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Iranian refugee couple graduate with DCU masters’ degrees on the same day

‘Education creates justice. If you just send rich people to university, and others have no access to education, it creates huge inequalities’

Five years ago, husband and wife Merhdad Lashgari and Elham Mohammadi were separated from one another when Lashgari fled his home in Iran and sought asylum in Ireland.

“That period of separation was so difficult,” recalls Mohammadi. “I was living with my family but being apart from my husband was tough. We didn’t know what would happen to us and it took two years to get back together. It was very stressful.”

The Iranian couple, who were reunited in 2021 when Mohammadi came to Ireland through family reunification, were speaking with The Irish Times on the day of their graduation as masters students from DCU.

Mohammadi, who came second in her class at DCU, was celebrating a first-class honours in her MSc in Bioprocess Engineering, while Lashgari graduated with a MSc in Climate Change: Policy, Media and Society.


The opportunity to study at third level in Ireland, which was made possible through a Universities of Sanctuary scholarship scheme for refugees and asylum seekers, changed their lives, says the couple. Seven Irish universities are part of this initiative to increase engagement with people seeking international protection.

Both university graduates before coming to Ireland – Mohammadi in chemical engineering and Lashgari in art and design – they struggled to find work here and decided returning to full-time education would help them build a career in this country.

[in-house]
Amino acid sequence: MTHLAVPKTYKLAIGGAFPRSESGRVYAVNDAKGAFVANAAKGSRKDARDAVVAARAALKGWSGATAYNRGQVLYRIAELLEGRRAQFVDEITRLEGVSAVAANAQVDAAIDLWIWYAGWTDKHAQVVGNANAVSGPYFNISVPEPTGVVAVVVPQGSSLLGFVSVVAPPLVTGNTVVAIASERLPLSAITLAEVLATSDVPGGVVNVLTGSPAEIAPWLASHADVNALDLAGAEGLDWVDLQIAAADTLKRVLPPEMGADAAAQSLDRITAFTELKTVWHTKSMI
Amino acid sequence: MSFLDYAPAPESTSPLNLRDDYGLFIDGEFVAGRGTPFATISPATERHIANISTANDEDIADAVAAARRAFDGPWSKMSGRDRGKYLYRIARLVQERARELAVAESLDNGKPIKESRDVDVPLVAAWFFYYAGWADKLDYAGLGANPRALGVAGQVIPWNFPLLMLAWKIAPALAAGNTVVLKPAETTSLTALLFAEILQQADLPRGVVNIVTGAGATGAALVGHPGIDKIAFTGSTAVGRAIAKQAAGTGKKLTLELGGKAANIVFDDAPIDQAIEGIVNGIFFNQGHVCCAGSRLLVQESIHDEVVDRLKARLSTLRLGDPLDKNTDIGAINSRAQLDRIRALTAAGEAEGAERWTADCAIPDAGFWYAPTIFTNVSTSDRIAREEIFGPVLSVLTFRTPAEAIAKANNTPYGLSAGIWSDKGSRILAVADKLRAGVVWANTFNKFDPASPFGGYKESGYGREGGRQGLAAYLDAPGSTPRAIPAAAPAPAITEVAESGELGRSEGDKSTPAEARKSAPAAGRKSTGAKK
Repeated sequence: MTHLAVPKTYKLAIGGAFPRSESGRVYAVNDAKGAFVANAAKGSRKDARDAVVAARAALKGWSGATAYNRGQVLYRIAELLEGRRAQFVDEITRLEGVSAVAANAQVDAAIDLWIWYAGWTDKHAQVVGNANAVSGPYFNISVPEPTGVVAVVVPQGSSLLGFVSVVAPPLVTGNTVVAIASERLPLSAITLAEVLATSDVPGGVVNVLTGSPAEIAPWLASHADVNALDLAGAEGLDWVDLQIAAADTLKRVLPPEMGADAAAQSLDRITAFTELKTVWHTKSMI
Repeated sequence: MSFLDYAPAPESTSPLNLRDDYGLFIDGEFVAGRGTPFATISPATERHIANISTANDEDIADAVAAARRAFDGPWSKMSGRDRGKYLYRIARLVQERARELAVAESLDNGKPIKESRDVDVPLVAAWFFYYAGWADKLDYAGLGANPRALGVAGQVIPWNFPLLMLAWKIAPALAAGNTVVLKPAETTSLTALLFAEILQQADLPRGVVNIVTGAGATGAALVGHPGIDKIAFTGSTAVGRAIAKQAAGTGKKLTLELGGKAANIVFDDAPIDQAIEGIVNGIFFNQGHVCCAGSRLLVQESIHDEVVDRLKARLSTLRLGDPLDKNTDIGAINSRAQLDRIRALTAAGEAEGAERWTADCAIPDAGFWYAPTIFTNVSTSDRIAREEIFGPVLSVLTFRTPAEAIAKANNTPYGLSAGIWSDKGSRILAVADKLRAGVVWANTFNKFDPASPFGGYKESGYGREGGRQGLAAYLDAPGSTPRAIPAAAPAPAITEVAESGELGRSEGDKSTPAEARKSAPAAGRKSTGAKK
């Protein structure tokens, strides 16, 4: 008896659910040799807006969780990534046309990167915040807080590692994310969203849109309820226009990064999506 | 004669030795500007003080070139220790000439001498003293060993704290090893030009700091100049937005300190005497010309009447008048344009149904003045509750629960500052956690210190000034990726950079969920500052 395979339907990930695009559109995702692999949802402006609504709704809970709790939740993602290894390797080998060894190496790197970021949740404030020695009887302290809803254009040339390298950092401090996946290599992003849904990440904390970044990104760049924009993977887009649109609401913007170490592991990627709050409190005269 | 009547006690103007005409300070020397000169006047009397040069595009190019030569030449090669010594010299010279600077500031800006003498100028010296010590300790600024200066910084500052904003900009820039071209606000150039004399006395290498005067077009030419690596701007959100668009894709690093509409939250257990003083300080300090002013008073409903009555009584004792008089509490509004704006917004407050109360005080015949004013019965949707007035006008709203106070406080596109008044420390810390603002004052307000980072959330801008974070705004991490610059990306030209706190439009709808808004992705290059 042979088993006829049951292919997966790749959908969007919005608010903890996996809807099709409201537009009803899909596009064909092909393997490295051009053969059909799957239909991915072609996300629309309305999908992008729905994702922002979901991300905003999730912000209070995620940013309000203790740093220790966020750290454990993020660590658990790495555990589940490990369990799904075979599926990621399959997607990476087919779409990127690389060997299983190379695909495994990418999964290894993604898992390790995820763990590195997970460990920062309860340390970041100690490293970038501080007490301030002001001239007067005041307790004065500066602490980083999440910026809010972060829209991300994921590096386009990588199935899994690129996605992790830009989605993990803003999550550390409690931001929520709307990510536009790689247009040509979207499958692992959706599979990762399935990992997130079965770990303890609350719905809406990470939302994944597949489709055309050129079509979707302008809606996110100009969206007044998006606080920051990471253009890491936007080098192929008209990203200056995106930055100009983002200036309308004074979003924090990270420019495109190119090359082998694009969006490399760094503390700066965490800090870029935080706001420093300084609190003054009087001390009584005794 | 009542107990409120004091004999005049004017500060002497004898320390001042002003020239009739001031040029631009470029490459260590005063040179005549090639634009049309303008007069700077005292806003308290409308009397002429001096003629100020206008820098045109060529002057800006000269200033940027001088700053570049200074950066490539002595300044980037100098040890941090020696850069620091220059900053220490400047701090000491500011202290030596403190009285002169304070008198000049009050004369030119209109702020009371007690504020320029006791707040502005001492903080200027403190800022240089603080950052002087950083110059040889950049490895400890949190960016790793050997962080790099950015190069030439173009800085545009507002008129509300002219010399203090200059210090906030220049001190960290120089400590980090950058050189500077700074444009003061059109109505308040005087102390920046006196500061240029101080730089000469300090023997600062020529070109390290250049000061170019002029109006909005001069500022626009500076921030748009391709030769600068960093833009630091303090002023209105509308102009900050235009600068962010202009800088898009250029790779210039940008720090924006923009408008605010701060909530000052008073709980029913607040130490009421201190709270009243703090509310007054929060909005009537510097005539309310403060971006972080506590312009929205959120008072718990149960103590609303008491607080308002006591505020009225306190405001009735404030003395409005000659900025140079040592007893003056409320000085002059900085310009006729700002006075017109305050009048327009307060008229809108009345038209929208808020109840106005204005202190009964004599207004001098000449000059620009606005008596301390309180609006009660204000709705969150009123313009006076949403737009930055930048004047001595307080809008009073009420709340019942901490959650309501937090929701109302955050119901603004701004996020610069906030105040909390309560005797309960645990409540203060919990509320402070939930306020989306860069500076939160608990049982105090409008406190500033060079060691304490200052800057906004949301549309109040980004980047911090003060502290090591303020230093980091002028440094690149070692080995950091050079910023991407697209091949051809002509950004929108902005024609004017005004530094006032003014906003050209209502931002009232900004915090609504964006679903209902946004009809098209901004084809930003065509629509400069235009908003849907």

“The day I arrived here I started looking for opportunities to study,” says Lashgari. “The people in Ireland were very nice, the system was nice, but I also found out that if you’re a refugee with no background in this country, no education or job here, then you are nothing.”

“I’ve learned the word for this; people become marginalised. Education creates justice, it creates equal opportunities for everyone. If you just send rich people to university, and others have no access to education, it creates huge inequalities. And that’s dangerous.”

Attending university in Ireland also enabled the couple to speak freely and voice opinions without fear of repercussions. Lashgari, who was president of the students union at his university in Iran, recalls how students were treated as “terrorists” for criticising the status quo. “I know very well what it means to have freedom of speech. In Iran, if you’re in the student union, they follow you everywhere. In Ireland you can question everything and speak out in the classroom.”

Mohammadi, who has secured a job with a pharmaceutical company, says her studies in Ireland “opened doors”. “It’s very fulfilling after only two years here that I’m graduating. Women don’t have many rights in Iran but here I had the chance to study and now start my first job. My life has totally changed and that would have been impossible without the Universities of Sanctuary scheme.”

Lashgari also feels a huge sense of accomplishment at having completed a master’s degree through his fourth language – English. “We learn English in school in Iran but you never learn to a proper level. So my English wasn’t great when I arrived. But I’m bilingual in Farsi and Turkish and I studied German before so that helped a bit.” He often struggled with the terminology used in climate discussions at DCU, including the use of terms such as turf. “I knew the word bog but I’d never heard of turf,” he says with a chuckle. “That happened a lot.”

Lashgari, who wrote his thesis on attitudes to solar farms in rural Ireland, has been offered the opportunity to study for a PhD but wants to enter the job market “because it makes more sense financially”. He’s also part of a group that visits schools around the country speaking about global citizenship, human rights and climate issues.

“It’s been like a dream for me,” he says. “Many immigrants don’t get these opportunities and I hope speaking out will create motivation for others. Irish people are nice but no one will chase after you to help you. People have to want to improve their lives, and I want to help them do that.”

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